For some STs that contained two serotypes, whole genome SNP phylogenetic analysis was carried out by mapping the strains of interest against a reference genome from within the same sequence type (for ST909 H145100685 was used; for ST49, H143720759 was used), using BWA mem (Li & Durbin, 2009). SNPs were called using GATK2 (DePristo, Banks & Poplin, 2011) in unified genotyper mode. Core genome positions that had a high quality SNP (>90% consensus, minimum depth 10×, GQ ≥ 30, MQ ≥ 30) in at least one strain were extracted and RAxML v8.1.17 phylogenies determined with the gamma model of rate heterogeneity and 100 bootstraps undertaken.
Achtman et al. (2012) described the population structure of Salmonella enterica as monophyletic lineages of STs that have evolved from a single founder node and termed these discrete clusters eBGs. The population structure of all the Salmonella species submitted to PHE between April 2014 and March 2015 is illustrated by the minimum spanning tree in Fig. 1.
Salmonella subspecies I
The ST and corresponding serovar designation obtained from the MLST database were used to compare the WGS derived ST to the phenotypic serotype for 6,887 (94%) of 7,338 isolates of subspecies 1, and of these, 6,616 (96%) had the same result by both methods (Table S1). It was not possible to compare phenotypic serotyping with MLST-based serotyping for 451 (6%) subspecies I isolates because either the phenotypic serotype could not be determined due to an incomplete antigenic structure (S. Unnamed) (n = 423) or the serovar could not be determined because the ST did not have a designated serotype in the MLST database (n = 70). Forty-two isolates were both S. Unnamed and had no MLST designated serotype.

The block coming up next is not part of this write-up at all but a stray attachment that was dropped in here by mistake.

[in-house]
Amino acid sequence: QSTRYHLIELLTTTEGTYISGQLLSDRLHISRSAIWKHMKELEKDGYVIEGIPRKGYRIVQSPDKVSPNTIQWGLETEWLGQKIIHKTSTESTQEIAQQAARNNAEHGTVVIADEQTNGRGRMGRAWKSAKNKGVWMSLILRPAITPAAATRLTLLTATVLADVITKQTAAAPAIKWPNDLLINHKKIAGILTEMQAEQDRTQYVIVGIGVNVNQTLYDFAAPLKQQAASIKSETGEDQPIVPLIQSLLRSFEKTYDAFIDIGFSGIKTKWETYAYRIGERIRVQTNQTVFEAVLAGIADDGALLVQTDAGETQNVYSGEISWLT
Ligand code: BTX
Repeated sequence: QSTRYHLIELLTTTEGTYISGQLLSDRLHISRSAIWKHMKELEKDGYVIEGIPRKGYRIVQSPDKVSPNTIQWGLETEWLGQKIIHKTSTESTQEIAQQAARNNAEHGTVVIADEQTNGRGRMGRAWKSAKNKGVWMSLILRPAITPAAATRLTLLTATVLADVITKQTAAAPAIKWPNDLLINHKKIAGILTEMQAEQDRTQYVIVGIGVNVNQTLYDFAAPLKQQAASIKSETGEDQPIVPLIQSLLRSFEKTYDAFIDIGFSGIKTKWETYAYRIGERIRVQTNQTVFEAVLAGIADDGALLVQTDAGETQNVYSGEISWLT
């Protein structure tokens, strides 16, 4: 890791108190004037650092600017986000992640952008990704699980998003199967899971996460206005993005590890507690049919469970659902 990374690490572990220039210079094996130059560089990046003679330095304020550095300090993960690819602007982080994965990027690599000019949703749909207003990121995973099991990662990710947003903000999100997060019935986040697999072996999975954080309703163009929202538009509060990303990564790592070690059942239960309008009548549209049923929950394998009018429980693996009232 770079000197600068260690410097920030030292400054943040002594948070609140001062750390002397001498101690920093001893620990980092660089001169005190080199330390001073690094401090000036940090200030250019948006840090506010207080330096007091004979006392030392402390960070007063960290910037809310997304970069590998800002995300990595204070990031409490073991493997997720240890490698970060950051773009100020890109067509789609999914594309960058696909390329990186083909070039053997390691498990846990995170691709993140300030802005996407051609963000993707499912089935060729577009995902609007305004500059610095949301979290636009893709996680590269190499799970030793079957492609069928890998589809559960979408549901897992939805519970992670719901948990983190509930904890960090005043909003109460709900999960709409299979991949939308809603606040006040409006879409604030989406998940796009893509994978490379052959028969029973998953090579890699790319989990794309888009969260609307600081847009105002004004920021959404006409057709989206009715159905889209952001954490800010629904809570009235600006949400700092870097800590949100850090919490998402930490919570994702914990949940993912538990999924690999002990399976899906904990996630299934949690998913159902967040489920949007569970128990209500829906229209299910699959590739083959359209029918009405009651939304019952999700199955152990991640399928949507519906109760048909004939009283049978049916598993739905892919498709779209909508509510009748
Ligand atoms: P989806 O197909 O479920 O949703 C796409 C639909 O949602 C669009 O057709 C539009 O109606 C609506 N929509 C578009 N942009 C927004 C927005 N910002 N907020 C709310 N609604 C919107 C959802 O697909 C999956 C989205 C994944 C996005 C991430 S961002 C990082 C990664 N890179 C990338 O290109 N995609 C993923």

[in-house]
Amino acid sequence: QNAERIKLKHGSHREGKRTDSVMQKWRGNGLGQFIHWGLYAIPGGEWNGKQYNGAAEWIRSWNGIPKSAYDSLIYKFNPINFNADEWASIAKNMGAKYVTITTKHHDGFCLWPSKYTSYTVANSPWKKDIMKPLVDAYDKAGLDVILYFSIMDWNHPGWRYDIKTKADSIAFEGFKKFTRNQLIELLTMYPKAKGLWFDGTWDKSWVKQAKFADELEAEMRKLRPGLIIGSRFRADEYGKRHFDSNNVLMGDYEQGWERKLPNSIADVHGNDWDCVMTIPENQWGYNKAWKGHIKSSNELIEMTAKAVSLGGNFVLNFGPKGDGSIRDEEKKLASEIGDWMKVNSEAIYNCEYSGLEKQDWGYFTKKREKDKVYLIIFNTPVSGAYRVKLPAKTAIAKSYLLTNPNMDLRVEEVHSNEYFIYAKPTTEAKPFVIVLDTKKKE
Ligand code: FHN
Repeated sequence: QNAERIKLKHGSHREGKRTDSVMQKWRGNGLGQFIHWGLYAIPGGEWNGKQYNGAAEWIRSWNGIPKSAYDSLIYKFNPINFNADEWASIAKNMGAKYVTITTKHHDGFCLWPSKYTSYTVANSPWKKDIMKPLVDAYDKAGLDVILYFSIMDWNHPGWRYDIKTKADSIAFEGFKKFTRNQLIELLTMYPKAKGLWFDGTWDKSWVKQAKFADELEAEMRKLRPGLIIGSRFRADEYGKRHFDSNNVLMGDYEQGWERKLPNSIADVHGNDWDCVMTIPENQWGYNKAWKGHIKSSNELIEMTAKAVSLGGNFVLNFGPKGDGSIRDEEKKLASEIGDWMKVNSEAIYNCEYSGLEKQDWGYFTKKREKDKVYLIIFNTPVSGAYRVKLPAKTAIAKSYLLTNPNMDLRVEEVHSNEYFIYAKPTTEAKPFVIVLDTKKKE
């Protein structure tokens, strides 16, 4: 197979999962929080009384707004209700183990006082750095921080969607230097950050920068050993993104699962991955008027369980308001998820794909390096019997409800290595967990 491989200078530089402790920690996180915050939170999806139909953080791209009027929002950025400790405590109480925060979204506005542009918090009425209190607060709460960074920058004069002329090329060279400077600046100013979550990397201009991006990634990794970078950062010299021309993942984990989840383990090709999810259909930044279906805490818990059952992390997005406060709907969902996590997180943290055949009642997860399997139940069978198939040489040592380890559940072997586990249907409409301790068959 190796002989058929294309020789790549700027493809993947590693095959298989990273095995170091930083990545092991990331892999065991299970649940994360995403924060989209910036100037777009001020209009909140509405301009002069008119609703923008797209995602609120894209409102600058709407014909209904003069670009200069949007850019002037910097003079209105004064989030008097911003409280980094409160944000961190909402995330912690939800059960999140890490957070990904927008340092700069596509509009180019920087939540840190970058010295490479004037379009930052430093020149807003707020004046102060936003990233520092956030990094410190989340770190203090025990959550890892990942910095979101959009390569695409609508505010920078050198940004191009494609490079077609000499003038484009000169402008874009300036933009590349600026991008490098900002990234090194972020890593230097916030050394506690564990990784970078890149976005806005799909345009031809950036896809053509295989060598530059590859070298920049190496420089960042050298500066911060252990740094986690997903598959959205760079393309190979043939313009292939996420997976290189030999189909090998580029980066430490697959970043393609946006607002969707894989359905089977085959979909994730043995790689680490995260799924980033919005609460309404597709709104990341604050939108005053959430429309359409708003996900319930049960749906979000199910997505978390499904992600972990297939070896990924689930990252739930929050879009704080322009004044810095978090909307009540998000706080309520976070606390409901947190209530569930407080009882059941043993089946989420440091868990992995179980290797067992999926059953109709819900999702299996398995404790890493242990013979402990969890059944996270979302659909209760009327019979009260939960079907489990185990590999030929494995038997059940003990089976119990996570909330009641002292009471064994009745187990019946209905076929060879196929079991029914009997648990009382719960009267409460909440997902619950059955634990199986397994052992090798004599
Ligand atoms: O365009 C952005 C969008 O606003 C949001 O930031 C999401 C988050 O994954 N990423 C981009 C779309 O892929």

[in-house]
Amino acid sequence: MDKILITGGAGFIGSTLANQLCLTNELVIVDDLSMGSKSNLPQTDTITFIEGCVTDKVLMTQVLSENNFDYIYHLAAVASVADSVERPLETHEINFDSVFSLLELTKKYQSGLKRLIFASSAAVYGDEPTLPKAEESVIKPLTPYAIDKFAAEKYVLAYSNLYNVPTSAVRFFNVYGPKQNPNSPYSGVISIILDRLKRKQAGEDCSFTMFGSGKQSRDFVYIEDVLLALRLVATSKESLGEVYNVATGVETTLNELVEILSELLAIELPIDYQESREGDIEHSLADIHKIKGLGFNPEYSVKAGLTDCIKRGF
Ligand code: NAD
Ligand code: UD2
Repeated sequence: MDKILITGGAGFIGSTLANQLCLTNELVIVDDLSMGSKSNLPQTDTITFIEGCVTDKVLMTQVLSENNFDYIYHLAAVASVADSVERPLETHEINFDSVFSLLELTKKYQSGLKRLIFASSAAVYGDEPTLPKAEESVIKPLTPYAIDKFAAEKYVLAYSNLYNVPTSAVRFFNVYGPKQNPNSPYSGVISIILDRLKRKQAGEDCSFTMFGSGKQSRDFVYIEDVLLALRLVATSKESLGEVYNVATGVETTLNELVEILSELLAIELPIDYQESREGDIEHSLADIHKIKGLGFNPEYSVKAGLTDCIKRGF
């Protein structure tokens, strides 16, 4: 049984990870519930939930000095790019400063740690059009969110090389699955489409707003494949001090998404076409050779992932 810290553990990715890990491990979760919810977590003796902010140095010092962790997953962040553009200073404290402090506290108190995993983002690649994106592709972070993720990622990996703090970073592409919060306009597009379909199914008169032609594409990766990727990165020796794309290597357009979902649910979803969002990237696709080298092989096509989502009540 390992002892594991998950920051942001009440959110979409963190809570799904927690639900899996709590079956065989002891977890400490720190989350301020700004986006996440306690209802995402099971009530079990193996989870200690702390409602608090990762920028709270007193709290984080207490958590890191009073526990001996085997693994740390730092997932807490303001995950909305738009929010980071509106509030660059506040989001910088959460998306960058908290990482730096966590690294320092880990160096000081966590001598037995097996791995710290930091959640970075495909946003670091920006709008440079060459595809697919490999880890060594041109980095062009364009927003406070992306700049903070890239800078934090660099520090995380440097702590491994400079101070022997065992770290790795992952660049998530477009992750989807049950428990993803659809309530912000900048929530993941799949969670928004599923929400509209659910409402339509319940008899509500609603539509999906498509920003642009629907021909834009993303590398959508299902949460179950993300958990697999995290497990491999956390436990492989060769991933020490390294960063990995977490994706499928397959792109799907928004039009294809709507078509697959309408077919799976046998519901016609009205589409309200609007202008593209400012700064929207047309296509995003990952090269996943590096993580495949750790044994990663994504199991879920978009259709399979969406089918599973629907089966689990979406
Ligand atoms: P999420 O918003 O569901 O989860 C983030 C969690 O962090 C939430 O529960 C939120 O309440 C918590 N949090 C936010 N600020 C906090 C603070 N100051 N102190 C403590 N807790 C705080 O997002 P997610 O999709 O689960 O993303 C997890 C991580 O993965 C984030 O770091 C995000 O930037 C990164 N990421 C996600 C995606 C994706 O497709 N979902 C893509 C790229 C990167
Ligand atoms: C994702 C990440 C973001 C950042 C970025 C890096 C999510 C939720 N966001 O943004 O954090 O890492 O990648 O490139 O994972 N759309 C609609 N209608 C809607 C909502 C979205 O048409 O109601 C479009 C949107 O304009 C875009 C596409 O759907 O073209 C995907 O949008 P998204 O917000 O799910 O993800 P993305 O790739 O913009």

For the 423 (5.8%) subspecies I isolates reported as S. Unnamed, 318 (90%) were designated a serotype from the WGS derived MLST data. The most common serovars typed in this way included S. Typhimurium (118), S. Virchow (30), S. Stanley (17), S. Enteritidis (16), S. Infantis (14) and S. Thompson (13). Of the 7,338 strains tested, 70 (1%) had no serotype designation in the MLST database, of which 28 (40%) were serotyped phenotypically (Table S1).
Subspecies I novel sequence types
Novel sequence types that were not present in the MLST database were identified in 8.6% (n = 654) of the strains (Table S1). These 654 isolates belonged to a total of 326 novel STs, designated PST; the modal number of isolates identified per PST was one (Fig. 2A). There was no difference in the distribution of number of isolates per PST depending on whether the PST had a known serovar or belonged to an unnamed or ambiguous serotype. The rate at which PSTs were received throughout the year was plotted and revealed a linear relationship (R2 = 0.98, y = 1.04∗x, where x = number of days since April 1st 2014) (Fig. 2B).
The serovars with the highest number of new PSTs were S. Typhimurium (n = 9), S. Stanley (n = 9), S. Enteritidis (n = 9) and S. Newport (n = 8), although the majority of these PSTs were single locus variants (SLVs) of established STs, belonging to these serovars (S. Typhimurium 8/9, S. Stanley 7/9 and S. Newport 7/8). There were also serovars for which a large number of PSTs were identified that were not SLVs of established STs (S. Agama 5/5, S. Agbeni 5/5, S. Saint-Paul 5/5, S. Enteritidis 4/9) which may represent new eBGs that share these serotypes.